International immigration drives B.C. population gain

posted on July 8, 2018

By Bryan Yu, Business in Vancouver |

B.C. population growth remained solid during the first quarter despite continued sluggishness in net interprovincial migration.

As of April 1, 2018, there were an estimated 4.86 million persons residing in the province, up 1.4% or 67,719 persons from one year prior. Growth was roughly aligned with the national average, and fourth highest among provinces.

Adjusted for seasonal effects, quarterly population growth slowed slightly from an annualized pace of nearly 1.6% in the previous quarter to 1.3% in the latest quarter.

Drivers of migration have evolved. Specifically, B.C. is attracting fewer residents from other parts of Canada as economic recovery in neighbouring provinces and higher home prices slow the flow of people in search of jobs in B.C. During the quarter, net interprovincial migration was 796 persons, which was the weakest Q1 performance since 2013. In 2017, same-period net inflow had topped 3,770 persons. The trend has slowed since peaking in early 2016, with a sharper downtrend beginning mid-2017.

This downtrend has been offset by rising international migration inflows. Excluding non-permanent residents, quarterly growth of 8,559 persons was up from 7,000 in same-quarter 2017. The flow of landed immigrants is rising, reflecting the attractiveness of B.C. globally. Net non-permanent inflows have trended sharply higher, with Q1 levels more than double same-quarter 2017 at 3,577 persons, reflecting both work and study permits and refugee counts.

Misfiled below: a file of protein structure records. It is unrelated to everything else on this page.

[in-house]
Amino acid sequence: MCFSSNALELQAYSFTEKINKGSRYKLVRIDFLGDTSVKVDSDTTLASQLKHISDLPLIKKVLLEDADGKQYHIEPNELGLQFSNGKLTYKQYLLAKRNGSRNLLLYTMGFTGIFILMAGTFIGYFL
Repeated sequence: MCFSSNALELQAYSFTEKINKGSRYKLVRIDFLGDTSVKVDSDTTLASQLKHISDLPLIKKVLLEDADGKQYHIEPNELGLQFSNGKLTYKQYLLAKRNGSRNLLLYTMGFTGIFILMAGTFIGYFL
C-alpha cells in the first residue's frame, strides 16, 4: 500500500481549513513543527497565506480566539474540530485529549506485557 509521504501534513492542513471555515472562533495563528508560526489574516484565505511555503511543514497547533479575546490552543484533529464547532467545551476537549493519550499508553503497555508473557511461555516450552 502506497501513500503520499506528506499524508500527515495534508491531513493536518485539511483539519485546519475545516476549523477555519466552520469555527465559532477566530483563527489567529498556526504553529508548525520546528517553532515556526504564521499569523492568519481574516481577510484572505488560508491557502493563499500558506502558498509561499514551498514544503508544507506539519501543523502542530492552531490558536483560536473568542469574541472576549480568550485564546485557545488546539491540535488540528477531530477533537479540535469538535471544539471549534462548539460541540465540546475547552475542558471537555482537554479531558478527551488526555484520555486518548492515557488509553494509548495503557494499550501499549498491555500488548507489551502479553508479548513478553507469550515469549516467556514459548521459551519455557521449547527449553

Of the more than 60,000 additions to B.C.’s population from migration flows over the latest four-quarter period, only 12% (7,227 persons) was due to net interprovincial inflows. The remainder was split almost evenly between net international flows (27,460 persons) and net non-permanent residents (25,600 persons).

While housing market conditions cool, the latest Teranet-National Bank repeat sales index points to housing price appreciation among B.C.’s largest urban markets in May. Both the Vancouver (up 1%) and Victoria (up 1.8%) metropolitan areas, which are part of the national composite, experienced robust month-to-month price gains. Price growth in Abbotsford-Mission (up 2%) was even stronger, with Kelowna up a mild 0.3%. All gains are unadjusted for seasonal factors.

Year-over-year price growth is decelerating but remains robust. In the Vancouver metropolitan area, growth reached 15.4% in May, with a 10.3% increase in Victoria, which slowed from an 11% gain in April. The index values for Kelowna were up 10.1% from same-month 2017, and values rose 23% in Abbotsford-Mission. •

Bryan Yu is deputy chief economist at Central 1 Credit Union.

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